If anybody could have saved Christian Petzold’s ‘Undine,’ it would have been Paula Beer playing Undine who has been rightfully recognized since its premiere. Hans Fromm, the cinematographer, does not move from her face in the opening sequence. Petzold, who directed and wrote this film, lets the man Johannes (Javon Matschenz) start with something interesting. “You must have suspected something. ‘We have to meet.’ I always say, ‘We have to see each other,’ but this time…”
Johannes dumps Undine. Neither Petzold nor Fromm leaves her alone for some time off. Beer is the focus as she walks to work immediately. She is a tour guide and carries on as if nothing has happened. The façade of normalcy has its comforts. As she hurries through the city and its streets later, she hears music and locates the place quite nearby. She then hears water running in the sink. She finds an aquarium with a model of an underwater diver in it among the fish. That is before she hears a voice call her name pretty assertively. A man, Christoph (Franz Rogowski), who is an underwater diver, enters the place and appreciates Undine’s talk.
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He stumbles upon something which in turn moves the cupboard full of wine glasses and other glasses. And that sends the aquarium to the floor. Undine and Christoph have water splashed all over them. The fish lie rather peacefully on the ground. Christoph wakes up in time to remove a glass shred from Undine’s bleeding body and white shirt. The next morning or so he dives into a waterbody to find a catfish. At night, he begins a romance with Undine. He takes her diving too, which does not go as successfully as planned. And the line we get from Christoph in translation after attempts at helping her breathe unlike Johannes’s. “I can revive you at home.”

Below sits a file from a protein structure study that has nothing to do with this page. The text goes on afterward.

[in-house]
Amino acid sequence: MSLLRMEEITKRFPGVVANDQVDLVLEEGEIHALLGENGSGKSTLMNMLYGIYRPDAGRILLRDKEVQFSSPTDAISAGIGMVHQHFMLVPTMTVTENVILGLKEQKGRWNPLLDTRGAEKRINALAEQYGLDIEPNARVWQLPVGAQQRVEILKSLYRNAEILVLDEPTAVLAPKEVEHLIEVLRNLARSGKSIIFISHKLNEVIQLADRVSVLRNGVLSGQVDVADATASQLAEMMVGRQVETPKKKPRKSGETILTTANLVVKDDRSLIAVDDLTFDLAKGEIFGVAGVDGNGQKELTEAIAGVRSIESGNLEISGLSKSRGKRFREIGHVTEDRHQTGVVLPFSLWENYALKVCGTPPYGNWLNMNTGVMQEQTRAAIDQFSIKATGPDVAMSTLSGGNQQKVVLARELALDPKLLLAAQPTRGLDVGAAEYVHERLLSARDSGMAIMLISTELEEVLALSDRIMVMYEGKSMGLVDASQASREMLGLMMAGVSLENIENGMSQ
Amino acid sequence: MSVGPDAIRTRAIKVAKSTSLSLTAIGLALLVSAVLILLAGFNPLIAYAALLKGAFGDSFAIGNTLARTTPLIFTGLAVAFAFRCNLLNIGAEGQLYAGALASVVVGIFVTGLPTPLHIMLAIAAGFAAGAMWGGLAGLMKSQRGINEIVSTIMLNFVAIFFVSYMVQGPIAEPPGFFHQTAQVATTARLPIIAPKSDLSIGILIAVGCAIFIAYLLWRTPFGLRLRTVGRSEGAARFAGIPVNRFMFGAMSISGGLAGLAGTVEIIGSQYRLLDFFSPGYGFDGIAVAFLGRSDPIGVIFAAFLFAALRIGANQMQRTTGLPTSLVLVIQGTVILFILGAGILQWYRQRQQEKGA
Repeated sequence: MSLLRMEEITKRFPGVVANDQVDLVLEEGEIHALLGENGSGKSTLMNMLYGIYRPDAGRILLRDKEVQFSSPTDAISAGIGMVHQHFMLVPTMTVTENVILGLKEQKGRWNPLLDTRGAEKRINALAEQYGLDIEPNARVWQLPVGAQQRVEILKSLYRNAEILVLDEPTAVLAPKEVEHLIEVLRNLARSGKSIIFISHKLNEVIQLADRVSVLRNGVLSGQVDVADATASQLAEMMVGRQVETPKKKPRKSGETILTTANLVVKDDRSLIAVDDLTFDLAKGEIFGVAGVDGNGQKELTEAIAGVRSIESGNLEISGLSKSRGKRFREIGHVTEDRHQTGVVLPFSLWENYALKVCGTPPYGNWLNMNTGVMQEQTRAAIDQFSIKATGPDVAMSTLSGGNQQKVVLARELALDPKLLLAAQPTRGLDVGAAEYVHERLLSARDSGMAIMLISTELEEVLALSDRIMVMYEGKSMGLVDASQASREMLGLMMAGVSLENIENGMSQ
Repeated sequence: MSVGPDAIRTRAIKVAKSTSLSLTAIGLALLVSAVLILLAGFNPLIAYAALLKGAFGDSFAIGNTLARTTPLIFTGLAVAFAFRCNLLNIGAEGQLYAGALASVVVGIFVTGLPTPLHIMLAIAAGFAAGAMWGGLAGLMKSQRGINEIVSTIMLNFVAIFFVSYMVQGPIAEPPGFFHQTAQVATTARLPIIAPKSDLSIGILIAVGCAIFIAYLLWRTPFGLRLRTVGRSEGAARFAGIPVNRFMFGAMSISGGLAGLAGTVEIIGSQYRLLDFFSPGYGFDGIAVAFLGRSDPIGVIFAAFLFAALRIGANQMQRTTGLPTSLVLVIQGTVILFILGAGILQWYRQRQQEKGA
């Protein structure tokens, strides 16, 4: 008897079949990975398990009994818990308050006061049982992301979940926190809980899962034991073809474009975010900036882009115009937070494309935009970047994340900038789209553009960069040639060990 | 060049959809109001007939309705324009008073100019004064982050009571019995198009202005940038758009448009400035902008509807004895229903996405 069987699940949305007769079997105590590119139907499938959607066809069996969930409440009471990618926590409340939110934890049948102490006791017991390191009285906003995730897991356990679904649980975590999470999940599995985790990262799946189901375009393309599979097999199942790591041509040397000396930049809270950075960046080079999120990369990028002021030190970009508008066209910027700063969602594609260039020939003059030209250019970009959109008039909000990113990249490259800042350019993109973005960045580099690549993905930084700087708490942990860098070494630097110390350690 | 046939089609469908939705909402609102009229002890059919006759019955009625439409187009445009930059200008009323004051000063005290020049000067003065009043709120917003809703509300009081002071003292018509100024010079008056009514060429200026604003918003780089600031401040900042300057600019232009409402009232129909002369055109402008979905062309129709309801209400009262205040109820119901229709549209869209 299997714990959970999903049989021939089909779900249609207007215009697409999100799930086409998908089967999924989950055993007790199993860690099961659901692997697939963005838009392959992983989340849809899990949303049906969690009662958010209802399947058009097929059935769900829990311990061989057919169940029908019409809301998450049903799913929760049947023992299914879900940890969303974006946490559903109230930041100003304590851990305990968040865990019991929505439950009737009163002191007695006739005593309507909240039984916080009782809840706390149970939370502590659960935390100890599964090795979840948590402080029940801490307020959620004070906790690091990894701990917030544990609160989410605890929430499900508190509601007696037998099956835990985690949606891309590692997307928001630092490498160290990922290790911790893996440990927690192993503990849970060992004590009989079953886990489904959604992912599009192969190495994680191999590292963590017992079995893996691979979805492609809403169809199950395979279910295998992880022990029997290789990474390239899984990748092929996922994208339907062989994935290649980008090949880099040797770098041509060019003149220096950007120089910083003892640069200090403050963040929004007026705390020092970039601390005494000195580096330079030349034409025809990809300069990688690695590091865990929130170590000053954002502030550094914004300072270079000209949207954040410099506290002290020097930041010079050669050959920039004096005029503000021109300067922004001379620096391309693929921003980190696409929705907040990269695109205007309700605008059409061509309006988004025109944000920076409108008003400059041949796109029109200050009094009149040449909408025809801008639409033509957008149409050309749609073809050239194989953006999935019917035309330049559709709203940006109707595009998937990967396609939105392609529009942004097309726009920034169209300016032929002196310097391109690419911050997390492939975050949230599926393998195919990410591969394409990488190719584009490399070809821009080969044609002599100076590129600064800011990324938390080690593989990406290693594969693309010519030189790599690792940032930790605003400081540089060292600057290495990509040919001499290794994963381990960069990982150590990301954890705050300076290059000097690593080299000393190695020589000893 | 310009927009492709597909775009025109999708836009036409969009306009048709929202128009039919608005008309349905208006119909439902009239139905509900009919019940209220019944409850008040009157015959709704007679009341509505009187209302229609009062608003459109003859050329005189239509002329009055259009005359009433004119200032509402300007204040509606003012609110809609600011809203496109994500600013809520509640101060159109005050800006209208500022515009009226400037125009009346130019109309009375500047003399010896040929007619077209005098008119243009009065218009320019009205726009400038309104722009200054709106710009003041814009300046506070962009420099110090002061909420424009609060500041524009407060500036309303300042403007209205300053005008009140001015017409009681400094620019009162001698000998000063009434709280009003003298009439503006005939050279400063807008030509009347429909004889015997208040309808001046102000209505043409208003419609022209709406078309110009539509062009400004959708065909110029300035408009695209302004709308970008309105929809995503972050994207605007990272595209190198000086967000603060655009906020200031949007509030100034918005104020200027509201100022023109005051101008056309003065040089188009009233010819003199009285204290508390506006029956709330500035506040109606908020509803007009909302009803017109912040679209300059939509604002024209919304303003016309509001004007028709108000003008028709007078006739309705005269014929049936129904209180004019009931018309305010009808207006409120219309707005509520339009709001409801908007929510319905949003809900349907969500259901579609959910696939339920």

So far, so good! It is probably the right time to tell you about the myth of Undine or Ondine. Encyclopaedia Britannica describes her as “a water nymph who becomes human when she falls in love with a man but is doomed to die if he is unfaithful to her.” “Unda,” in Latin, means “wave” or “water.” In the next hour of Petzold’s ‘Undine,’ the story is doomed in other ways: Petzold is missing a story! He has spent all this time and energy creating an exposition worth investing in that he cannot find a turning point or anything that follows to keep you interested anymore.
That does not mean he does not try. For a few minutes, he focuses on how healthy the relationship is between Christoph and Undine. They go to bed together, see each other off, plant pecks on each other’s cheeks ever so often. He, however, assumed the myth would bring a wealth of plot and themes, symbol and significance to his story. However, as he starts making a switch he fails to do any of that. Instead, it sits awkwardly, being based on the said Ondine reversing roles and putting the men Johannes and Christoph in focus for a little while. The male actors play their parts well enough. If you have seen Petzold’s previous film, ‘Transit’ (2018), you know what a fine actor Rogowski is.
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At 90 minutes, Bettina Böhler edited ‘Undine’ but I am not sure what she was supposed to do with it. She had done a fine job with his ‘Phoenix’ (2014) and ‘Barbara’ (2012). The production design by Merlin Ortner and set decoration by Tom Hecker are intricate and a visual treat throughout. Look out for the magical aquarium-crashing sequence. Fromm too tracks Beer carefully. Be it her walking, talking, sitting, or swimming. It was clear he would do that from the opening shot where he got her reactions – shock, surprise, sadness, and anger – with immense help from her performance.
Petzold – who is known for hard-hitting dramas which (to mention works from the 2010s) include ‘Transit’ (also starring Beer), ‘Phoenix’ and ‘Barbara’ (starring the invaluable Nina Hoss) – misses his mark with ‘Undine.’ Originating in Austria and Germany in the 20th century, the Gestalt school of thought famously said, “The whole of anything is greater than its parts.” The problem with ‘Undine’ is that its parts are Beer and the first third, which are insufficient to make a whole.